Thiago, then, is part of the plan, but Fabregas is seen as Xavi's natural heir while his young team-mate learns his trade. Xavi remains the master, though, and both Fabregas and Thiago will be expected to learn as much as they can from their midfield maestro in his twilight years. Cesc's prospective move to Barca could therefore solve a dilemma for Del Bosque, too.
|XAVI, CESC & THIAGO | Pulling the strings for La Roja
The Spain coach has other worries, however. Defender Carles Puyol has still not returned from a knee problem which kept him out for much of last season and will be 34 by the time Euro 2012 kicks off next summer. There is currently no obvious replacement for the inspirational Barca skipper and it certainly isn't Raul Albiol, who was constantly exposed by the Italian defence in Bari. Barca team-mate Sergio Busquets filled in after coming on for the injured Gerard Pique, but his inclusion leaves a problem in midfield, where his defensive work is invaluable.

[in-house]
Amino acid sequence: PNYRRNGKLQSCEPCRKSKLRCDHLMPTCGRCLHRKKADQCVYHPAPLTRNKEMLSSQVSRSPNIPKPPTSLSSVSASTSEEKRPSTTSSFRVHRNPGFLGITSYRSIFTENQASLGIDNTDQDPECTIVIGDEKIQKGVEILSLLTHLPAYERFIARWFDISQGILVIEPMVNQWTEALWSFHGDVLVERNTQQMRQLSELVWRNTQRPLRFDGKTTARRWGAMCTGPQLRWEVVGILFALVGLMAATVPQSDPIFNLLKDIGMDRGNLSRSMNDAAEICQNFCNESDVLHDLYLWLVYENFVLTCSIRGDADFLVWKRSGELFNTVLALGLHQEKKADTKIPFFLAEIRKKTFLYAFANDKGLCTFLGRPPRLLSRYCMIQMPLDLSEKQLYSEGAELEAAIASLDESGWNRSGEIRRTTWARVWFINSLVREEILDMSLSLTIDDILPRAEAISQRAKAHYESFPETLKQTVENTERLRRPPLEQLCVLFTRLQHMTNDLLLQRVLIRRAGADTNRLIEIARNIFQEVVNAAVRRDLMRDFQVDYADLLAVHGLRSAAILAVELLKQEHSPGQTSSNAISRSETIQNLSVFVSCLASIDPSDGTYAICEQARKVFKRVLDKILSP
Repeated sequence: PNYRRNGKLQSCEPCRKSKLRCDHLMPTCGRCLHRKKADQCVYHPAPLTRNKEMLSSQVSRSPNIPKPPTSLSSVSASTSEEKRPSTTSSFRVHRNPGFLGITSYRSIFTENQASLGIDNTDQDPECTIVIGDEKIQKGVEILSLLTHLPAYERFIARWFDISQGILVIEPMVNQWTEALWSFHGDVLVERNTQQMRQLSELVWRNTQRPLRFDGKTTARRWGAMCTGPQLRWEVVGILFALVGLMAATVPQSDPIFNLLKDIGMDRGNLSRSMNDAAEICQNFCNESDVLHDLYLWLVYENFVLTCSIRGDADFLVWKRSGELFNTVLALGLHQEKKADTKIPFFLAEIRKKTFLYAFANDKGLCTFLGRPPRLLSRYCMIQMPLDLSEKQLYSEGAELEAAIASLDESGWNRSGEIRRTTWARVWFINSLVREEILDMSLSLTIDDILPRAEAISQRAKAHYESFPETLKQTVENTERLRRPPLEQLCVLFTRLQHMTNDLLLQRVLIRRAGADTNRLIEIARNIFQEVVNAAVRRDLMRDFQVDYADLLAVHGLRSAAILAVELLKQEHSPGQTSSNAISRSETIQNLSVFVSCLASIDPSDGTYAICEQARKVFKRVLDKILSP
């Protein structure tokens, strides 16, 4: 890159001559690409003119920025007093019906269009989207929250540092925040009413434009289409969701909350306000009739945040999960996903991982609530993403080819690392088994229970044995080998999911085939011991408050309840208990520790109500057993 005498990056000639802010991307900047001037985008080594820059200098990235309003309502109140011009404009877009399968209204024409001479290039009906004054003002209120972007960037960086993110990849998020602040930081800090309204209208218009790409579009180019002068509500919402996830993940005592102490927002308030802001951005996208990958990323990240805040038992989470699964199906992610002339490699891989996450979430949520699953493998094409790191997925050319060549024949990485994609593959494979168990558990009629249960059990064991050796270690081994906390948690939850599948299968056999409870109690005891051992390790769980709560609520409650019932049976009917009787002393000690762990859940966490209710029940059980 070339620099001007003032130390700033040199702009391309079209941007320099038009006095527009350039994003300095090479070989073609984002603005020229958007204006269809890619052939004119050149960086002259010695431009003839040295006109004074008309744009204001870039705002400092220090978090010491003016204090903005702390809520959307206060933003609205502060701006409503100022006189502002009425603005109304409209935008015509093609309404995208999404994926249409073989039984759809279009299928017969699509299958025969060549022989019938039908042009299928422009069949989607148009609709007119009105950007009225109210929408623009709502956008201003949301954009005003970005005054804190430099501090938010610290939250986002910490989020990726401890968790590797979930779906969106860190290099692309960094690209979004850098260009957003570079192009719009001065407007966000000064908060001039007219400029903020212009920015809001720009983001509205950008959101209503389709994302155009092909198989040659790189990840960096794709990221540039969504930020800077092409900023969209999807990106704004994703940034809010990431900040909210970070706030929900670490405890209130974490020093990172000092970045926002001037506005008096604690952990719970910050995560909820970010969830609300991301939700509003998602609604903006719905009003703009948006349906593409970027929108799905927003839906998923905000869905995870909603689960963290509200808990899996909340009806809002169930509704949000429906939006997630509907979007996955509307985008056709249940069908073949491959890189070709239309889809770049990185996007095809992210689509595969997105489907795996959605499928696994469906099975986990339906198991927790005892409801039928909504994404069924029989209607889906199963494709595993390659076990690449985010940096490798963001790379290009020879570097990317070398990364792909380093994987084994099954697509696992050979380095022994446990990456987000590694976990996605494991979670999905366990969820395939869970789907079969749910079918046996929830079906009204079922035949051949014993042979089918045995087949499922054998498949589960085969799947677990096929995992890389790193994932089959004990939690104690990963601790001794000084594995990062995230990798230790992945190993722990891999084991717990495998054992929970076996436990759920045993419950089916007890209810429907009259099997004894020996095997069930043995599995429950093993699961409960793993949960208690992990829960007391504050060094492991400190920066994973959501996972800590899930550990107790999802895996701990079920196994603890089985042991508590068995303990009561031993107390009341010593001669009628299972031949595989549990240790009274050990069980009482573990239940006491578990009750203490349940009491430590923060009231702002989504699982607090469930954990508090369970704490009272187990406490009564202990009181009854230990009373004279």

Then there's the striker situation. Torres left the field with concussion after 15 minutes but showed no signs of improving on his recent woeful form in that brief time. The Chelsea striker barely touched the ball and looks a shadow of the player he was two years ago. His replacement, Llorente, missed a golden opportunity and seemed to hold up Spain's play with his more direct style, seemingly unsuited to Spain's tiki-taka brand of fantasy football. David Villa did impress, but the Barca forward is now 29 and cannot continue forever. He needs an able partner, too - and Spain require an alternative. Del Bosque will be hoping Sevilla's Alvaro Negredo or Atletico Madrid's Under-21 star Adrian Lopez can step up, because other options remain short on the ground.
First and foremost in his mind, however, will be that Xavi-shaped void in his midfield. And as at the World Cup, when he fielded seven of Guardiola's men in the final against the Netherlands, Del Bosque will look to Barcelona for the solution as he closely monitors the Cesc situation. With Xavi approaching the end of his playing days and Thiago in waiting, Fabregas appears to be the next in line - for both club and country.